Wednesday, September 4, 2013

Have a friend who just had a baby?

second baby

Yeah, me too. And others too! Four people told me this past week that they're expecting first or second children and the first of my friends to have their second child delivered last week. Welcome to the world, IMH!

While you're counting back nine months to see what was in the air, let me share a recipe that will make your friends look forward to your visit, even if you weren't going to gladly take on baby-holding duty while they do, well, anything else. When I found out my friend was being induced, I started to think about what we could bring over there once the family is settled back at home and we go over to meet the new addition. A good friend of mine from my bizarre time in a castle in Manchester was coming over for dinner last week, so I set about experimenting with the meal to see what might work as an easily transportable, tasty and nutritious meal for four. And maybe my brain was addled from the intense DC heat outside and trying to get me to think of cold-weather meals to cool off, but I couldn't stop thinking about meatloaf.

The key to meatloaf, in my opinion, is figuring out the fine balance between it being moist enough to not live up to its horrid name, but having enough structure so that it doesn't crumble when you try to slice and serve. I found my happy place with yesterday's loaf. And the best part is that the oats are great for lactation! I remember becoming so damn tired of oatmeal for breakfast when I was breastfeeding that I gladly welcomed it in new forms--cookies, baked "fried" chicken, you name it.


Mushroom and Spinach Meatloaf

  • 1 pound ground beef/pork/veal combo
  • 1 large shallot
  • 3 garlic cloves
  • 1 tbsp butter
  • 8 ounces button mushrooms
  • splash of dry white wine
  • 1 egg, beaten
  • 1/2 cup parmesan cheese, grated
  • splash of whole milk
  • 1 cup steamed spinach
  • 1 tbsp Italian seasoning 
  • 1/2 cup of quick cooking oats
  • salt and pepper, to taste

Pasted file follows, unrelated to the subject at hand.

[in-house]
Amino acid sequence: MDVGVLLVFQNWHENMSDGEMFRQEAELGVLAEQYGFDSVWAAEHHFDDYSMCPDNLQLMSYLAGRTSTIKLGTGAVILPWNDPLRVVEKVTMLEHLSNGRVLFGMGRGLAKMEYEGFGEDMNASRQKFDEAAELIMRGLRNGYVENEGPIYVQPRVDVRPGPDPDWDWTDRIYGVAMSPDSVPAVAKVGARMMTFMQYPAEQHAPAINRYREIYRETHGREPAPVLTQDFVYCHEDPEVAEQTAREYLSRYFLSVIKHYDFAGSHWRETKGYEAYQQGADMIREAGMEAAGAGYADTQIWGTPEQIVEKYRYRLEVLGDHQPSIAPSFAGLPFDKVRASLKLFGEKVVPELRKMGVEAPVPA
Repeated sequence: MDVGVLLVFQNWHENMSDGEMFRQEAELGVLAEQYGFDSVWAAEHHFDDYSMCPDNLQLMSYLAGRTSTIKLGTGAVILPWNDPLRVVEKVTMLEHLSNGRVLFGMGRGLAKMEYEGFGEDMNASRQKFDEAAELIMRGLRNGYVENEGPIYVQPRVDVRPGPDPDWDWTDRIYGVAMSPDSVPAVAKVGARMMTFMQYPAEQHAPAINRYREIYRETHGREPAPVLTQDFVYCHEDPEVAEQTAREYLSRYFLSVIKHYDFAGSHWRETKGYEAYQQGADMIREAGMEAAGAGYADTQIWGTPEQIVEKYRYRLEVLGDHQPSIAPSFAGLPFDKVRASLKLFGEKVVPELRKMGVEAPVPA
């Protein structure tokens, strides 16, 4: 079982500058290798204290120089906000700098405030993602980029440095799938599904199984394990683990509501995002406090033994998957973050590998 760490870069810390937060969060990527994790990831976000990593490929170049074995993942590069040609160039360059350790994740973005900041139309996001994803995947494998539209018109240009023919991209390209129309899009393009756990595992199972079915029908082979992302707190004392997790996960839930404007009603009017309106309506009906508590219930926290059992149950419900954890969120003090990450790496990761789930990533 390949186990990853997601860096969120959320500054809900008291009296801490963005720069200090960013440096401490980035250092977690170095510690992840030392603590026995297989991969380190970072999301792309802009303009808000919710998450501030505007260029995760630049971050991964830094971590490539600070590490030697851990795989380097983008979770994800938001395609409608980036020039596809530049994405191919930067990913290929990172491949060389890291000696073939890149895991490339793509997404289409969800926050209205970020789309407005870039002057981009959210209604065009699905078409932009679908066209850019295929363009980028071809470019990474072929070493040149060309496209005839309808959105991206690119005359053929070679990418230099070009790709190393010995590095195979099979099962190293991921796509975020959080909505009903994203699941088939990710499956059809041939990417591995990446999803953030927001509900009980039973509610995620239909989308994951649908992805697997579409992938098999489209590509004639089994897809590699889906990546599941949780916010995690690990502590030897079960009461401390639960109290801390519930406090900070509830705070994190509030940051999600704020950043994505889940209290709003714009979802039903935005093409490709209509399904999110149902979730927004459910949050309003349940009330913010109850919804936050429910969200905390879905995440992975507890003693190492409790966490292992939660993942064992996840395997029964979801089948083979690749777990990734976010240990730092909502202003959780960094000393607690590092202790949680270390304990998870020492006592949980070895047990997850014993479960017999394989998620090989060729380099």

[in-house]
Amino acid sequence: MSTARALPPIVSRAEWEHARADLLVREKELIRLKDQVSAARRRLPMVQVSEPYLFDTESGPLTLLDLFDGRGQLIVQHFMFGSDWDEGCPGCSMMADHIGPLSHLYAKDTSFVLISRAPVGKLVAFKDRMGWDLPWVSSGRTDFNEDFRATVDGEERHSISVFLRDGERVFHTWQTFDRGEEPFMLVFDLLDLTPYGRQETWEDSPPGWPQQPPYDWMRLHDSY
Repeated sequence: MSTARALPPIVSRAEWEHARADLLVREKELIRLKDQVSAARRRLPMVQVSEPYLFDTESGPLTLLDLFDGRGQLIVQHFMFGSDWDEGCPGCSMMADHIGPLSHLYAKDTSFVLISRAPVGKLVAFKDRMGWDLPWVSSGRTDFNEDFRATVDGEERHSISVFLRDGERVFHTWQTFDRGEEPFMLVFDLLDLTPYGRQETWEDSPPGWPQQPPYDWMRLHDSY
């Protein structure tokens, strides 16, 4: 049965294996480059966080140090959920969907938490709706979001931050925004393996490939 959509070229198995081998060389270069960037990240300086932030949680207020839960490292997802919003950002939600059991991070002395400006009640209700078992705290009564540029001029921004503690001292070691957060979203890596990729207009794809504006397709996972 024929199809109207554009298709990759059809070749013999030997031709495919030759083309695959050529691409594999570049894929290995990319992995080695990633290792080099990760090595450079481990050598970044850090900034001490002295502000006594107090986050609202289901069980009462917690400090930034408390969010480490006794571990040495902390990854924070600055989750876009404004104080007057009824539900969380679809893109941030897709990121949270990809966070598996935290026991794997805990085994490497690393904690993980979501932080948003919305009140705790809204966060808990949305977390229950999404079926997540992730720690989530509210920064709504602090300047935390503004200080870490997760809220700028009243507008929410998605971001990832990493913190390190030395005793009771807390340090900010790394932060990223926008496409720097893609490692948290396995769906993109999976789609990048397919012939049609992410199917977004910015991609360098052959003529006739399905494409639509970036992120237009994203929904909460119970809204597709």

Preheat the oven to 400 degrees. Chop the mushrooms and shallots. Mince the garlic. 


Heat the butter, add the mushroom, shallots and garlic. Saute until the mixture soften. Add the wine and reduce. Combine the mushroom mixture and steamed spinach with the ground meat, egg, cheese, seasoning, milk, and oats. 

Pack it into a lightly greased loaf pan.

meatloaf 1 
Bake for roughly 60 minutes until it's golden brown on top. Broiling it an additional 5 minutes for a darker crust is optional.

meatloaf 2

Meatloaf is the quintessential kitchen-sink meal. Have leftover veggies that are cusping? Throw 'em in. Have a couple tablespoons of sauce leftover from a curry that you just couldn't bear to throw away? Mix it in for flavor. 

The Atlantic did a great piece on the history and social relevance of meatloaf a couple years back that traced the dish back to the innovation of the meat grinder at the end of the 1800s. A few decades later this invention and the meatloaf it enabled families to consume was a boon to Americans experiencing the Great Depression. Meatloaf gussied up tough cuts of meat, required little of it, and camouflaged fillers like crackers, cereal or tapioca. 

While meatloaf never really went out of style in American homes, it's become a conduit for fusion inspiration-- chili paste, tahini, soy sauce--anything that adds to the flavor profile of the basic meat and filler combo. I'm partial to mushrooms and shallots reduced in wine. Feel free to suggest your favorite ingredients!

1 comment:

Raj Ajinkya said...

Julie,if you remember,I add 2 tablespoons of tomato ketchup and 1 tablespoon of Worchestershire sauce to the meat also.Then once I shape the loaf in the pan I put strips of uncooked bacon on top of the loaf to cover the entire area.This keeps the moisture in even longer.